Cloud kitchens are already meant to reduce the burden of infrastructure on food and beverage brands by providing them with centralized facilities to prepare meals for delivery. This means the responsibility falls on cloud kitchen operators to make sure they have enough locations to meet demand from F&B clients, while ensuring fast deliveries to end customers.
Indonesian network DishServe has figured out a way to make running cloud kitchen networks even more asset light. Launched by budget hotel startup RedDoorz’s former chief operating officer, DishServe partners with home kitchens instead of renting or buying its own facilities. It currently works with almost 100 home kitchens in Jakarta and focuses on small- to medium-sized F&B brands, serving as their last-mile delivery network. Launched in fall 2020, DishServe has raised an undisclosed amount of pre-seed funding from Insignia Ventures Partners.
DishServe was founded in September 2020 by Rishabh Singhi. After leaving RedDoorz at the end of 2019, Singhi moved to New York, with plans to launch a new hospitality startup that could quickly convert any commercial space into members’ clubs like Soho House. The nascent company had already created sample pre-fabricated rooms and was about to start leasing property when the COVID-19 lockdown hit New York City in March 2020. Singhi said he went on a “soul searching spree” for a couple of months, deciding what to do and if he should return to Southeast Asia.
He realized that since many restaurants had to switch to online orders and delivery to survive the pandemic, this could potentially be an equalizer for small F&B brands that compete with larger players, like McDonald’s. But lockdowns meant that a lot of people had to pick from a limited range of restaurants close to where they lived. At the same time, Singhi saw that there were a lot of people who wanted to make more money, but couldn’t work outside of their homes, like stay-at-home moms.
DishServe was created to connect all three sides: F&B brands that want to expand without spending a lot of money, home entrepreneurs and diners hungry for more food options. Its other founders include Stefanie Irma, an early RedDoorz employee who served as its country head for the Philippines; serial entrepreneur Vinav Bhanawat; and Fathhi Mohamed, who also co-founded Sri Lankan on-demand taxi service PickMe.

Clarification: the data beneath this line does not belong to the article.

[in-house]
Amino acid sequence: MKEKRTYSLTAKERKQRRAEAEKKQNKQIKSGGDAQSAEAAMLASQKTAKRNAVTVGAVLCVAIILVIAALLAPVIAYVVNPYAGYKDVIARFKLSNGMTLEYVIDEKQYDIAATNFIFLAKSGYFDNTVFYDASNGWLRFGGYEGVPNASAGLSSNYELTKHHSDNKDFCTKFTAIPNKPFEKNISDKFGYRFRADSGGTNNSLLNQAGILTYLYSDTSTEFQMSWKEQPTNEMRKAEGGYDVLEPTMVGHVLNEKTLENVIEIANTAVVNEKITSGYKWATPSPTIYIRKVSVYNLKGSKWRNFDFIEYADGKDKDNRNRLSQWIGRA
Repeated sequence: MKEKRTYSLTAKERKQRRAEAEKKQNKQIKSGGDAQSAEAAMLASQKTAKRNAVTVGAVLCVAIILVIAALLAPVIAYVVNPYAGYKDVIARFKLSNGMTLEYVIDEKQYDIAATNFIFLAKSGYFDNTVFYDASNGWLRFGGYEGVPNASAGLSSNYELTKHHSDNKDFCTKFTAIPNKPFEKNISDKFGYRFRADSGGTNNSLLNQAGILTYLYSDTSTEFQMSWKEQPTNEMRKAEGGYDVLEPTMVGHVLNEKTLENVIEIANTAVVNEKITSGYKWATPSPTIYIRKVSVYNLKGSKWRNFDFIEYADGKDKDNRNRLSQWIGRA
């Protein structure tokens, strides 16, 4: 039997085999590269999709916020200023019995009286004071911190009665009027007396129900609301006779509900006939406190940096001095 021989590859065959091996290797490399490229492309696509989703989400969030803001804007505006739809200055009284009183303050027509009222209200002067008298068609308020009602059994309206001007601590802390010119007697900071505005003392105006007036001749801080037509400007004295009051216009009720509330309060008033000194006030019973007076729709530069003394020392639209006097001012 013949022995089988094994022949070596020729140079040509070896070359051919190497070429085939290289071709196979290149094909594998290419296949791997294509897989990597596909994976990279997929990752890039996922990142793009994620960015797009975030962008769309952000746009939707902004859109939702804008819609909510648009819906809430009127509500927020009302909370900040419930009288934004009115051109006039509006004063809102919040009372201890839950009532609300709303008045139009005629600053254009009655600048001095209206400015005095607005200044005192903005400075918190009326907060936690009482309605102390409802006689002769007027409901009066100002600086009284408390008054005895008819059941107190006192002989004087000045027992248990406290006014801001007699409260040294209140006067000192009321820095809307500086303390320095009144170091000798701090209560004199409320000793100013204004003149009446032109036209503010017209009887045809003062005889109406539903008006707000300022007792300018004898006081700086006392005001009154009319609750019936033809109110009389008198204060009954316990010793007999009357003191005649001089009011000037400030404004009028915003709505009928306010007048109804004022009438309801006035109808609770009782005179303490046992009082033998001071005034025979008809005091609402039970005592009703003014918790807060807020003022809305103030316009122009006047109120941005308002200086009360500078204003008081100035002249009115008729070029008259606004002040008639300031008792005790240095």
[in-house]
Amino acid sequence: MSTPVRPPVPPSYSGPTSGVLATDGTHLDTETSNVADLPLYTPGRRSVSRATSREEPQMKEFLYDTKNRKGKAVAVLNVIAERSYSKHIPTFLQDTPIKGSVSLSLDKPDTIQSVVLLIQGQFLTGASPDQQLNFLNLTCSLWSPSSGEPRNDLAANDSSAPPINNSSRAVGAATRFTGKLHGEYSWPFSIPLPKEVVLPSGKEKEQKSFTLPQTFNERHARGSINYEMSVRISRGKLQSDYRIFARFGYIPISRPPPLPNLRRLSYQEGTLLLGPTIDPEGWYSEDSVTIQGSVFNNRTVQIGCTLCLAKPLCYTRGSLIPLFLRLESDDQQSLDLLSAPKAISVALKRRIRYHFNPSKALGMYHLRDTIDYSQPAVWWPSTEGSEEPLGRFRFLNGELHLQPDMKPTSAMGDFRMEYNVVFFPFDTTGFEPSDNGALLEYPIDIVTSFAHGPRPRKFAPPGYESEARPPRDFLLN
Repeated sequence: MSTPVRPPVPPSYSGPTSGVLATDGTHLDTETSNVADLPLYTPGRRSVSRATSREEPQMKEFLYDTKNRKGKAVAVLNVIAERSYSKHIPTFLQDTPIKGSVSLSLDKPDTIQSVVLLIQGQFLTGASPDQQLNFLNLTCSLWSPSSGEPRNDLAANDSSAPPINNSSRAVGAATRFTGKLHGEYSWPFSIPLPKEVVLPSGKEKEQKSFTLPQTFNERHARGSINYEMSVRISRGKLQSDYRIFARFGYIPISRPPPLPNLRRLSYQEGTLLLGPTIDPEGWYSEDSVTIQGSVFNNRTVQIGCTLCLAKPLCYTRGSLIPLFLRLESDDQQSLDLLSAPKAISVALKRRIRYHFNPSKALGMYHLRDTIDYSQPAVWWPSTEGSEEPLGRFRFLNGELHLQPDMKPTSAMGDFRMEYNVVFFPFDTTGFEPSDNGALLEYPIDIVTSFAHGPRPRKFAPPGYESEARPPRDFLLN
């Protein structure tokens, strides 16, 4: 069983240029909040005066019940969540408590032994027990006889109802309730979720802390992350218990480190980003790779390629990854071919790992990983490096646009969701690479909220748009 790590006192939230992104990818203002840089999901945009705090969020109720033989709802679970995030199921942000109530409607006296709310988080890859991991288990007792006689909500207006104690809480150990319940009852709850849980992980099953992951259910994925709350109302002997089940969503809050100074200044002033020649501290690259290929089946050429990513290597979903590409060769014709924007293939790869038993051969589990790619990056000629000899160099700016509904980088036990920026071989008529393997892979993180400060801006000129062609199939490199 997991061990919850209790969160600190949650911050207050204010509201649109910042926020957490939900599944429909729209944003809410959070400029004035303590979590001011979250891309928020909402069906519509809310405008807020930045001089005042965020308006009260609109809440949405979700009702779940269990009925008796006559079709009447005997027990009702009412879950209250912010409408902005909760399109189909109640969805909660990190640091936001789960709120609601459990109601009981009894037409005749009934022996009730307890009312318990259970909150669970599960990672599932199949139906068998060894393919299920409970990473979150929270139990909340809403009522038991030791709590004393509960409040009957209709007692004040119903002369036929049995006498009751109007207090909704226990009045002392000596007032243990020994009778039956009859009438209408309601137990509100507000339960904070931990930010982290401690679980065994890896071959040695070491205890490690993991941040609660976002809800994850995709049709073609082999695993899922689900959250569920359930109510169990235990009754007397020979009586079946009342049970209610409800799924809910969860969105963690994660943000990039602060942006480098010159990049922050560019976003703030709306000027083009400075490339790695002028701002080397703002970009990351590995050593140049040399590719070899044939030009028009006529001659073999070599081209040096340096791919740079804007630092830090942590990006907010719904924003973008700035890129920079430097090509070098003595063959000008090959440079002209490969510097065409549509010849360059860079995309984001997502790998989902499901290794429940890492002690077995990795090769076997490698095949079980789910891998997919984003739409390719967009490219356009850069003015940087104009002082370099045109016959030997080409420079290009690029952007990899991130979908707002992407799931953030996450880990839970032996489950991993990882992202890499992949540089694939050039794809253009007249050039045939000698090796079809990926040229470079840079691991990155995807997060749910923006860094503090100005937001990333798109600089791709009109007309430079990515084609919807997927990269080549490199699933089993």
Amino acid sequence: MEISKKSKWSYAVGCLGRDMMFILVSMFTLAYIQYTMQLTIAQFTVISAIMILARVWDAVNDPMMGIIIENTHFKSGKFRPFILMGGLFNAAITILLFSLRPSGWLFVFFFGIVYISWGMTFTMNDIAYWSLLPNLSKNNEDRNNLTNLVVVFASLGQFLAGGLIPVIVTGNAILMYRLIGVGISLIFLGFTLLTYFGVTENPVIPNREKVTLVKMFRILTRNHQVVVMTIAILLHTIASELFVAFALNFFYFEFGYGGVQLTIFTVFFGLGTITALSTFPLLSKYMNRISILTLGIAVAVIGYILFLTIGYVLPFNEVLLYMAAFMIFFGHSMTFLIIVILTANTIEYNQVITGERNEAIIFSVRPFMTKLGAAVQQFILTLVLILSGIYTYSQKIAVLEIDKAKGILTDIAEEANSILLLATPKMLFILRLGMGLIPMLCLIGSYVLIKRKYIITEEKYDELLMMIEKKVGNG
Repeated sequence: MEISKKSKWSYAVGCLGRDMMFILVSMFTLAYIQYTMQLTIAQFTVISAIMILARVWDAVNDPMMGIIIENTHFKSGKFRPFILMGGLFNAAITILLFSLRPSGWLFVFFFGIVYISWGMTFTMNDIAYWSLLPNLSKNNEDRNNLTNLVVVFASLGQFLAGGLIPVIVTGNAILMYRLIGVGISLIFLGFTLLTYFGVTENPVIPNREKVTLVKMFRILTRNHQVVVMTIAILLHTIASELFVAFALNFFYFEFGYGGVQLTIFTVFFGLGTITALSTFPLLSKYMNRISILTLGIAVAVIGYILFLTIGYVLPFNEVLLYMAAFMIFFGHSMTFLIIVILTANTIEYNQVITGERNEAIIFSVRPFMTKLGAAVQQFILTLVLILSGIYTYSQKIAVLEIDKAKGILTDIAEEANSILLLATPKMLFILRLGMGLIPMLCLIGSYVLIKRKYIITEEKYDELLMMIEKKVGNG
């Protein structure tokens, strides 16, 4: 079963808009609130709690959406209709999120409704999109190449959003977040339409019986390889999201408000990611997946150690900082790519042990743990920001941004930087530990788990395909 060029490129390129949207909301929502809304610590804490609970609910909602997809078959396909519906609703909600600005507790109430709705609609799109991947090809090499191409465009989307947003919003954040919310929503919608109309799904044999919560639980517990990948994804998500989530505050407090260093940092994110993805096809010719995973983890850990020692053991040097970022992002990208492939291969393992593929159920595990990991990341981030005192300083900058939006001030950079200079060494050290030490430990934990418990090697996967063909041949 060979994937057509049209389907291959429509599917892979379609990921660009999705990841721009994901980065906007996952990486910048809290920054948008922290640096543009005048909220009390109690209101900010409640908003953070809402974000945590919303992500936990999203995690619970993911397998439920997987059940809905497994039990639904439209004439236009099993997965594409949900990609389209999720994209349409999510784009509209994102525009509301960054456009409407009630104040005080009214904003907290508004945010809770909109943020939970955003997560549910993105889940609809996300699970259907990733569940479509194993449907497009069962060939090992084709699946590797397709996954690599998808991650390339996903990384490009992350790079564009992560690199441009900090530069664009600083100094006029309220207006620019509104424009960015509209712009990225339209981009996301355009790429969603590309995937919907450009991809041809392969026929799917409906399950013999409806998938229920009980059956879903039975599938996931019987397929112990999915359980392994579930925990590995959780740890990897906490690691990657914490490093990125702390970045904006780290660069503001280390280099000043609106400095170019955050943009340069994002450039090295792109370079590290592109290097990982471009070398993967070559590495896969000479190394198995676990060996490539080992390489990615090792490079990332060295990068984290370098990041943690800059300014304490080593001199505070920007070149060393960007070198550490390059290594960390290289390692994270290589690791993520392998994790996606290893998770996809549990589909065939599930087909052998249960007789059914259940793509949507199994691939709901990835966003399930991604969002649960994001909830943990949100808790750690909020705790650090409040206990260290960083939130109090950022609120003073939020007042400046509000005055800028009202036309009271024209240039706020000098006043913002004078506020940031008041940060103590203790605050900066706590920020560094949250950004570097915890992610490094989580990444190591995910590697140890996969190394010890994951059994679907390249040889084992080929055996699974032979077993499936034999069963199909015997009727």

The company works with F&B brands that typically have between just one to 15 retail locations, and want to increase their deliveries without opening new outlets. DishServe’s clients also include cloud kitchen companies who use its home kitchen network for last-mile distribution to expand their delivery coverage and catering services.
“The brands don’t to have to incur any upfront costs, and it’s a cheaper way to distribute as well because they don’t have to pay for electricity, plumbing and other things like that,” said Singhi. “And for agents, it gives them a chance to earn money from their homes.”
How it works
Before adding a home kitchen to its network, DishServe screens applicants by asking them to send in a series of photos, then doing an in-person check. If a kitchen is accepted, DishServe upgrades it so it has the same equipment and functionality as the other home kitchens in its network. The company covers the cost of the conversion process, which usually takes about three hours and costs $500 USD and maintains ownership of the equipment, taking it back if a kitchen decided to stop working with DishServe. Singhi said DishServe is usually able to recover the cost of a conversion four months after a kitchen begins operating.
Home kitchens start out by serving DishServe’s own white-label brand as a trial run before it opens to other brands. Each can serve up to three additional brands at a time.
One important thing to note is that DishServe’s home kitchens, which are usually run by one person, don’t actually cook any food. Ingredients are provided by F&B brands, and home kitchen operators follow a standard set of procedures to heat, assemble and package meals for pick-up and delivery.
DishServe makes sure standard operating procedures and hygiene standards are being maintained through frequent online audits. Agents, or kitchen operators, regularly submit photos and videos of kitchens based on a checklist (i.e., food preparation area, floors, walls, hand-washing area and the inside of their freezers). Singhi said about 90% of its agents are women between the ages of 30 to 55, with an average household income of $1,000. By working with DishServe, they typically make an additional $600 a month once their kitchen is operating at full capacity with four brands. DishServe monetizes through a revenue-sharing model, charging F&B brands and splitting that with its agents.
After joining DishServe, F&B brands pick what home kitchens they want to work with, and then distribute ingredients to kitchens, using DishServe’s real-time dashboard to monitor stock. Some ingredients have a shelf life of up to six months, while perishables, like produce, dairy and eggs, are delivered daily. DishServe’s “starter pack” for onboarding new brands lets them pick pick five kitchens, but Singhi said most brands usually begin with between 10 to 20 kitchens so they can deliver to more spots in Jakarta and save money by preparing meals in bulk.
DishServe plans to focus on growing its network in Jakarta until at least the end of this year, before expanding into other cities. “One thing we are trying to change about the F&B industry is that instead of highly concentrated, centralized food business, like what exists today, we are decentralizing it by enabling micro-entrepreneurs to act as a distribution network,” Singhi said.